2019- BJP’s URBAN VOTE AT RISK?
Numerous data articles have made the point the loss of BJP’s Urban Vote share in the 2018 Assembly elections. Here
Hindustan Times – BJP strike rate drops in both rural, urban areas
To Quote Mint
The BJP’s rural vote share has declined 4 percentage points to 32% in 2018, even as its urban vote share has declined 4.5 percentage points to 34%, compared to five years ago. There was also variation across states. In Madhya Pradesh, the BJP suffered a 6 percent point loss in the urban vote share while the loss in rural vote shares was limited to 3 percentage points between 2018 and 2013. In contrast, BJP’s rural losses were significantly greater in neighbouring Chhattisgarh where they lost 8 percentage points of the rural vote share.
So it is fairly clear, the loss of BJP’s urban vote share in India and if the results replicate, they are in trouble. Let us study this issue in greater detail
Correlation between Assembly and Lok Sabha Elections
BJP has always outperformed in Lok Sabha Elections versus Vidhan Sabha Elections. However, it has never trailed Congress as much as it did in 2018
The winner of Assembly elections always gets a bigger jump in the Lok Sabha elections. However, No assembly election has been as close as this one in the last 15 years
BJP has always gained in Lok Sabha elections but so has Congress. However, BJP has never been so close to Congress in assembly election like in 2018.
It is clear from the data that BJP has significantly high risks in Chhattisgarh, followed by Madhya Pradesh and then Rajasthan. There are enough surveys that indicate that Modi’s popularity follows this trajectory – Most popular in Rajasthan and Least popular in Chhattisgarh
Let us look at turnout next
CG – 2003 – 71.3%, 2004 -52% Gap = 19.3%
CG-2008 – 70.6%, 2009 – 55.3% Gap =15.3%
CG- 2013 – 75.3%, 2014 – 69.5% Gap =5.8%
MP – 2003 – 67.3%, 2004 – 48.1% Gap = 19.2%
MP-2008 -69.8% , 2009 – 51.2%, Gap = 18.6%
MP- 2013-70.8%, 2014 – 61.6%, Gap = 9.2%
Raj – 2003 – 67.2%, 2004 -49.8%, Gap = 17.4%
Raj-2008 – 66.5%, 2009 – 48.4%, Gap = 18.1%
Raj- 2013 – 74.3%, 2014 – 63.1%, Gap =11.2%
The lowest gap in AC and Lok Sabha turnout was in Chhattisgarh in 2014. It is also the only BJP ruled State where the vote share gap between Congress and BJP was ‘only’ 8.6%. It was nearly or more than 20% in case of MP and Rajasthan. Same with Gujarat. The only states where the gap was less than that was where there other strong parties as well – Maharashtra, Karnataka, Assam etc. Now, let us look at how the absolute number of votes changed for BJP and Congress in each of these States between Assembly election 2013 and Lok Sabha 2014.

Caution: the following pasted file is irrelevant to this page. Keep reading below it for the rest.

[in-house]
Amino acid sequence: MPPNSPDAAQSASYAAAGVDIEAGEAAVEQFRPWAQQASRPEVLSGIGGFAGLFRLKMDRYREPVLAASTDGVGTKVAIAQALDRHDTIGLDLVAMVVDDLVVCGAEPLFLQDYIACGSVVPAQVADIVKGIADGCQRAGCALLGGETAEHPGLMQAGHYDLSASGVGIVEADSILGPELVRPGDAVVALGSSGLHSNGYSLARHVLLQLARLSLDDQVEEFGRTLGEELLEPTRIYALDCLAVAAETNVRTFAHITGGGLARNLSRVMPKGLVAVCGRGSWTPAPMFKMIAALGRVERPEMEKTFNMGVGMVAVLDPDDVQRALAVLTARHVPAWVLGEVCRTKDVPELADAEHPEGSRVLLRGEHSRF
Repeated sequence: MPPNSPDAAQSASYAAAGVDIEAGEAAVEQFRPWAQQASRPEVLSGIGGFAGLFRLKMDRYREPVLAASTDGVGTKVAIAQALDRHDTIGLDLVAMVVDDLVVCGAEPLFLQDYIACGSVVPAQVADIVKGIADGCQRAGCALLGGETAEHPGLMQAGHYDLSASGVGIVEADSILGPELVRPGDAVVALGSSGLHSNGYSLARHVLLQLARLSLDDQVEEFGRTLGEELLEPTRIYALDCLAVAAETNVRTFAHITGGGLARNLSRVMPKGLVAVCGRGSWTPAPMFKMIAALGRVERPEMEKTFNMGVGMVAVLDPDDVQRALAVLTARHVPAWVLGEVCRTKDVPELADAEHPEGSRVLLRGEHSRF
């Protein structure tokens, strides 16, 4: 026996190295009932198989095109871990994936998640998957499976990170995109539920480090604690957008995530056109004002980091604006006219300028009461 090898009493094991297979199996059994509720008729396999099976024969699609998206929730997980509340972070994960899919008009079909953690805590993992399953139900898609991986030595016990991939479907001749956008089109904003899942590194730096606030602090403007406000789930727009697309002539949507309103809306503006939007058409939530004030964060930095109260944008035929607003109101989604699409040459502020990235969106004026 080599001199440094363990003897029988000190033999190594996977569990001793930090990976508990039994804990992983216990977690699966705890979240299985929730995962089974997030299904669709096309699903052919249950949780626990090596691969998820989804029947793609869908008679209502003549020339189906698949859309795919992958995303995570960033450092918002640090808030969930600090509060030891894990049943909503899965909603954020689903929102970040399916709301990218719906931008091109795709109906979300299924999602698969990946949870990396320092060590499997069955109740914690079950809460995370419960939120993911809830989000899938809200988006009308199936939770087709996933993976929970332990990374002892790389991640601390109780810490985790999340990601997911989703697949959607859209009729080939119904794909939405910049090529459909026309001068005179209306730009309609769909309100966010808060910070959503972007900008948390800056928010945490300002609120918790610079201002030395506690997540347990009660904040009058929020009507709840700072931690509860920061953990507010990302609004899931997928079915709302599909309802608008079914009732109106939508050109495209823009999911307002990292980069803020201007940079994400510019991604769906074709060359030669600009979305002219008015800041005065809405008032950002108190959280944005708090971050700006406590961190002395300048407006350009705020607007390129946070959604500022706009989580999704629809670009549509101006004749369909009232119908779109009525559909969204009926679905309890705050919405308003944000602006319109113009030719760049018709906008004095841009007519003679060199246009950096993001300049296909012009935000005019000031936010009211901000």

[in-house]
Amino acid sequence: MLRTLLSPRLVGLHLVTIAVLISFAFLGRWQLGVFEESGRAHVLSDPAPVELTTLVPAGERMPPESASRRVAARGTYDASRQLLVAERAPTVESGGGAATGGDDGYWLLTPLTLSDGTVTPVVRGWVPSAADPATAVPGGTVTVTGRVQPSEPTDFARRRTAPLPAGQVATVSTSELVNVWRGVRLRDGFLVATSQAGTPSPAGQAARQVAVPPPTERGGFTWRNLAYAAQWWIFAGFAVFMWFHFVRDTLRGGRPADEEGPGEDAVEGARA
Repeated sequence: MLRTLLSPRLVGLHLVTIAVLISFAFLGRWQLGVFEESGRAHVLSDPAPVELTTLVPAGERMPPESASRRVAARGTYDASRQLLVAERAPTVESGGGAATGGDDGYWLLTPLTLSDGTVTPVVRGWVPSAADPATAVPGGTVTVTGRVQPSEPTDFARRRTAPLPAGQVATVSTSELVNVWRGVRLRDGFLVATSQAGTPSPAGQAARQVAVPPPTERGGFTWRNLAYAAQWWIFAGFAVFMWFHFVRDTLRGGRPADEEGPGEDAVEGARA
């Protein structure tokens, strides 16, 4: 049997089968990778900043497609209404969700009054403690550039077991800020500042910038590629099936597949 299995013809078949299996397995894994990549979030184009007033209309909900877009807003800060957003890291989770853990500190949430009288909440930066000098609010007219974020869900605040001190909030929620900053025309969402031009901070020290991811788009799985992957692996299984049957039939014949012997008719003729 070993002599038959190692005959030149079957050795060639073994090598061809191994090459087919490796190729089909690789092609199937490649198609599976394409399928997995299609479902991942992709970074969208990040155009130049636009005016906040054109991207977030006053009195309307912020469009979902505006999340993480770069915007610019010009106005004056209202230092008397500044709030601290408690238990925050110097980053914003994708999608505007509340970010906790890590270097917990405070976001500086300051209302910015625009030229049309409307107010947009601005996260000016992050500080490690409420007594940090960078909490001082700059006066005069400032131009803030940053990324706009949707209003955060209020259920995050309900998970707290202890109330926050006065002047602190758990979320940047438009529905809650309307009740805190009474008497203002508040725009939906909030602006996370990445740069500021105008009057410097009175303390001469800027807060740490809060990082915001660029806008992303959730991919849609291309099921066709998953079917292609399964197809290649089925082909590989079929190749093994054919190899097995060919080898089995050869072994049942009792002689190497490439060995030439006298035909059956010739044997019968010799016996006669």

Chhattisgarh, BJP + 0.6 million, Congress – 0.6 million (Number of Low Margin BJP Seats – 3/11)
Madhya Pradesh, BJP +0.8 million, Congress – (-2 million) (Number of Low Margin Seats – 5/29)
Rajasthan, BJP – + 1 million, Congress, (-2 million) (Number of Low Margin Seats – 5/25)
– Congress did a poor job of mobilising vote in 2014, something that is unlikely to happen in 2019. This puts these 13 seats in risk straightaway
– If the Opinion Polls give the Congress even a fighting chance (like in 2018 Assembly elections), funding will not be an issue (unlike 2014)
– So if one combines past election patterns and the above turnout data, BJP is easily looking at a 13 seat loss.
Some cities like Korba, Satna, Gwalior, Ratlam etc are already part of the 13. Now, let us look at other big cities of these 3 States and see which ones are at slightly lesser risk than above seats.
5. Sawai Madhopur
This takes the total high risk seats list to 18 of which 9 are urban seats.
So the answer is clear, with a small swing and increased turnout, BJP could lose about 18 of its seats, nearly half of them from urban regions. But…..
For the Congress to win anything beyond this will need the following
a. A big swing away from the BJP (None is seen so far, not to say it is not possible)
b. A Urban middle class proposition that will trigger a mass movement away from the BJP (another 15 seats)
Given the limited electoral resources and Congress party’s discomfort with middle classes, this scenario is highly unlikely. Instead, Congress will pivot even further amongst rural votes and try winning atleast another 7-8 seats targetting a net gain of about 25 seats (This will reduce BJP from 62 to 37). It is too late for Congress to deploy further resources and strategies on Urban Indian Voters
So to answer, BJP will lose some urban seats (about 9) anyway due to some negative swing and higher Congress voter turnout in 2019. However, one cannot see BJP losing beyond that and instead, the Congress will target more rural votes in order to pull BJP down as much as possible in 2019.